OVERVIEW: The Kendeda Fund dedicates its grants to girls and women to ending child marriage in South Asia.
IP TAKE: While this funder concentrates its grantmaking on ending child marriage; it also gives support to groups fighting for gender equality around the world.
PROFILE: Philanthropist Diana Blank founded the Kendeda Fund in 1993. Named after her three children, Kendeda is “[d]edicated to exploring how human beings can build a more just and equitable world, one which we use resources more wisely and relate to one another more mindfully.” The fund’s grantmaking programs consist of Atlanta Equity, Girls’ Rights, Gun Violence Prevention, Montana, People, Place, and Planet, Southeast Sustainability, and Veterans.
Kendeda’s Girls’ Rights program focuses on combatting child marriage in South Asia, a region of the world in which the practice is “particularly common,” according to the fund. Through its grantmaking, Kendeda supports community level organizations to influence “[a]ttitudinal and behavioral change” in the communities in which the fund serves. Kendeda also works to raise global awareness of child marriage by changing how culture views girls, emphasizing the many negative impacts of child marriage, and engaging policymakers to advocate for more effective advocacy.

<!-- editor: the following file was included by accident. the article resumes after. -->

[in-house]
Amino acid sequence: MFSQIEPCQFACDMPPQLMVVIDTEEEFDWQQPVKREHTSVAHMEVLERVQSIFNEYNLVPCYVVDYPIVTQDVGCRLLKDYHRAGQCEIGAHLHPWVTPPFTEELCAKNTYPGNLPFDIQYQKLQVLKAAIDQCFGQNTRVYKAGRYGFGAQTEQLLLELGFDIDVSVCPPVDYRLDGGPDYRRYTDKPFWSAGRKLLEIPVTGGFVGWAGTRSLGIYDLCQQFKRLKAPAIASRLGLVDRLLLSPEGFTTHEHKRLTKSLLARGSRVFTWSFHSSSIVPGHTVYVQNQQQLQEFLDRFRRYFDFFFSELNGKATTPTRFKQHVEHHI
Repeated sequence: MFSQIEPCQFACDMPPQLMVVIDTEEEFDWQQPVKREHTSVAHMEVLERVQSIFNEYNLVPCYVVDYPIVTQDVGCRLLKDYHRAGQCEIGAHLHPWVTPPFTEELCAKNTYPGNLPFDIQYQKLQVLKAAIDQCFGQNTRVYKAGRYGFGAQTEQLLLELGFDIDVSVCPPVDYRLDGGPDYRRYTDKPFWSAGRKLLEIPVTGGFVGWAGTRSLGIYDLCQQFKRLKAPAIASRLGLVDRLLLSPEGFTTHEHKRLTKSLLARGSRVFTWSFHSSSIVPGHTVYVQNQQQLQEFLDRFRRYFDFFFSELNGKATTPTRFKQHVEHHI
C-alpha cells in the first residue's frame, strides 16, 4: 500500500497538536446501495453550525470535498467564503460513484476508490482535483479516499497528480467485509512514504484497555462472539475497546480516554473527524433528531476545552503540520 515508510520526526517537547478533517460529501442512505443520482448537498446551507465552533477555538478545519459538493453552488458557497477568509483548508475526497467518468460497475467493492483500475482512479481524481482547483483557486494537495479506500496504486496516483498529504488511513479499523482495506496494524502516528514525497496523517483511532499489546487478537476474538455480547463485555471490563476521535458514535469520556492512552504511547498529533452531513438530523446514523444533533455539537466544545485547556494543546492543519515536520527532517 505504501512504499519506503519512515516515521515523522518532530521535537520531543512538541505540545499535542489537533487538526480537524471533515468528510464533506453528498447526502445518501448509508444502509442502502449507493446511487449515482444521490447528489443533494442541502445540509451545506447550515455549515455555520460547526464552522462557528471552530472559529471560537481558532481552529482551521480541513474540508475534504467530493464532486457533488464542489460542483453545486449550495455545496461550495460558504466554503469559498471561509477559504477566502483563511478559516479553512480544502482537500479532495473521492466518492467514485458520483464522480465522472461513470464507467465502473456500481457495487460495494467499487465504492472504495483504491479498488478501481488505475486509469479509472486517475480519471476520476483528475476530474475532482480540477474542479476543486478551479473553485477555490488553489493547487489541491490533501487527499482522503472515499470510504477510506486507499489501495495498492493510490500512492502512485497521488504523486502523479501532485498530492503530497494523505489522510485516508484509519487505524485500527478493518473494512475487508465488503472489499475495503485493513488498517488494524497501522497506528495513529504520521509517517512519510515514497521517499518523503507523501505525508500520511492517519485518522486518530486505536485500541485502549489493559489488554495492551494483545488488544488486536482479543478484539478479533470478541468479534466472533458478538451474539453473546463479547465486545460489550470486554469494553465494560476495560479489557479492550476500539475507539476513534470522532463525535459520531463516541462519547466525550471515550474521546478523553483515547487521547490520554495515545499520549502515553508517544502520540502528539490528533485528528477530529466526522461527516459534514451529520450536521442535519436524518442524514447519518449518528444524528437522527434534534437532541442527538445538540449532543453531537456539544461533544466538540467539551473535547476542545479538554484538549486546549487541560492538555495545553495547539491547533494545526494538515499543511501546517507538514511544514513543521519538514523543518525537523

Kendeda Fund grants typically range from $50,000 to $200,000. Past grantees include the Global Fund for Women, which received support for its Girls’ Rights Roundtable planning project and Human Rights Watch, which received funding for its project to end child marriage in South Asia. To learn more about various Kendeda grantees, explore its Grantees in Grantees in Focus page.
The Kendeda Fund does not accept unsolicited grant applications or requests for funding.
- Dena Kimball, Executive Director